There's No 'Clear Evidence' that Access to Medical Marijuana Reduces Opioid Deaths, Though Findings Are Encouraging, Says New Study

A number of recent studies suggest that replacing traditional painkillers with medical marijuana would help combat the opioid crisis, but new research says we can't be sure of that just yet.

A group of Australian researchers recently performed a meta-analysis of 25 studies evaluating how access to legal medical marijuana impacted the opioid crisis in the US. Perhaps unsurprisingly, the researchers found that in states with medical marijuana programs, deaths related to opioid abuse aren't increasing as quickly as in states where patients don't have access to legal medical marijuana.

"In ecological studies, states that allow medical cannabis laws have reported a slower rate of increase in opioid overdose deaths compared with states without such laws," the review stated. "These differences have increased over time and persisted after controlling for state sociodemographic characteristics and use of prescription monitoring programs."

However, while the evidence suggests legal access to medical marijuana may reduce opioid-related deaths, the current data isn't strong enough to say that medical marijuana legalization is the cause of reduced opioid overdoses. The researchers suggest clinical studies should be conducted that look at whether opioid patients reduce their use of painkillers when given cannabis as well.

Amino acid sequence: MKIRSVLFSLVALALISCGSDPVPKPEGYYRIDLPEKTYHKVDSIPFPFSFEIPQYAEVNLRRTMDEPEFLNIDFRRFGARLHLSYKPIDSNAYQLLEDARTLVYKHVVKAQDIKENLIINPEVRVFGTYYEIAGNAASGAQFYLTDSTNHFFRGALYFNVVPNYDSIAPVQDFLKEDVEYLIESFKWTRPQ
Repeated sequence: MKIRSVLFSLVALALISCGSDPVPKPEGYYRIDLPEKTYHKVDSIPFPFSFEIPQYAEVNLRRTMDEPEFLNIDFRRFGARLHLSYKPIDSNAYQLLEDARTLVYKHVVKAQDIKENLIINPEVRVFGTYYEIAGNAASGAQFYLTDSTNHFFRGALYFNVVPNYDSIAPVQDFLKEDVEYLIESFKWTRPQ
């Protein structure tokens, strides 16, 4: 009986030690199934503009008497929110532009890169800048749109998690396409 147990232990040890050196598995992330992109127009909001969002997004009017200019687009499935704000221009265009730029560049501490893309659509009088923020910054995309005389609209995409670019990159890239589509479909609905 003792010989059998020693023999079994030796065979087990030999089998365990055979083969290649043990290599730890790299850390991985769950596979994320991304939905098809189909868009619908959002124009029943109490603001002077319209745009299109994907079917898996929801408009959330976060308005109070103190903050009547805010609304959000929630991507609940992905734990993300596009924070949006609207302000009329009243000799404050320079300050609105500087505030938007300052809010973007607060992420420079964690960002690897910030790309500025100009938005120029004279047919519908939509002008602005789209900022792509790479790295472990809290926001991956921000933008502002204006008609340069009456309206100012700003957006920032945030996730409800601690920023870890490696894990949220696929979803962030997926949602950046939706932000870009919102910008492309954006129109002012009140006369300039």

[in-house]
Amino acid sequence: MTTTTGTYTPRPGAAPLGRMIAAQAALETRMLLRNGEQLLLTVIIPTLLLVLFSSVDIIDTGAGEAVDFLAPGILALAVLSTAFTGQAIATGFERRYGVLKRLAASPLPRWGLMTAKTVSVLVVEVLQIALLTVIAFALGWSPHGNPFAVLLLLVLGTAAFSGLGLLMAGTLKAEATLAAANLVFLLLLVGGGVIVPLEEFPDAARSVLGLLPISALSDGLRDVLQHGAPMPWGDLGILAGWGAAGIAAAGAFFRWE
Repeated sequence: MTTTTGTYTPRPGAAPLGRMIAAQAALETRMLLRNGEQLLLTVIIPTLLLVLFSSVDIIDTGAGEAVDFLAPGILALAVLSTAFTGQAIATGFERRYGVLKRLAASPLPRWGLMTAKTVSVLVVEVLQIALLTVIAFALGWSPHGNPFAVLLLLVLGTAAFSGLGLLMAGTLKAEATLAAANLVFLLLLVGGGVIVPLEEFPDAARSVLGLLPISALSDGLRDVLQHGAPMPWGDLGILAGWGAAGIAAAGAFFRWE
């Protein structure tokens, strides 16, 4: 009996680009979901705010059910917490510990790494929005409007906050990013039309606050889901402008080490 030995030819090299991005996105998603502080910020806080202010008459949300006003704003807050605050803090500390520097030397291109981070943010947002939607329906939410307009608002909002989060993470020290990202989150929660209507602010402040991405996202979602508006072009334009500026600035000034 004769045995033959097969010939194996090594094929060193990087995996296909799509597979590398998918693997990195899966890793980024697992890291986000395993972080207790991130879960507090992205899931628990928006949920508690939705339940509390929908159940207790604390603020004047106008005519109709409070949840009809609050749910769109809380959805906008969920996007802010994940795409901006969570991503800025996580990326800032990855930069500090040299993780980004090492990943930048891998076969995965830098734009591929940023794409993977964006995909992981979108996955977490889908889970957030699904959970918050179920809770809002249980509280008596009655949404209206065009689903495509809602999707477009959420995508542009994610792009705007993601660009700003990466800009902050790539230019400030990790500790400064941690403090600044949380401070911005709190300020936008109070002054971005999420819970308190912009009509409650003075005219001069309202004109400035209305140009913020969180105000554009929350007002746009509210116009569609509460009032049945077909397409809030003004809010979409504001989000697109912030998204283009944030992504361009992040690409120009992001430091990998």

"At this point the findings are not conclusive, and clear evidence of causality is lacking…well-conducted clinical studies are needed to measure any opioid-sparing effects of cannabis, and to assess the prevalence of any adverse or unintended effects of using cannabinoids."

Pouring cold water on recent research might sound like a big step back for medical marijuana. But the fact that researchers are willing to seriously consider marijuana as a weapon to use again the opioid epidemic is actually a big step forward for cannabis science. Hopefully those additional studies get underway shortly, because if cannabis can reduce opioid-related deaths, then patients across the country can't get it soon enough.

H/T: Marijuana Moment

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Mickey Hart knows a thing or two about cannabis. An accomplished musicologist and drummer, Hart is best known as a longtime member of the Grateful Dead, which he joined in 1967. Anyone who's been to a Dead show can attest their music pairs exceptionally well with weed - it's no surprise that they're deeply tied to the origin of 420.

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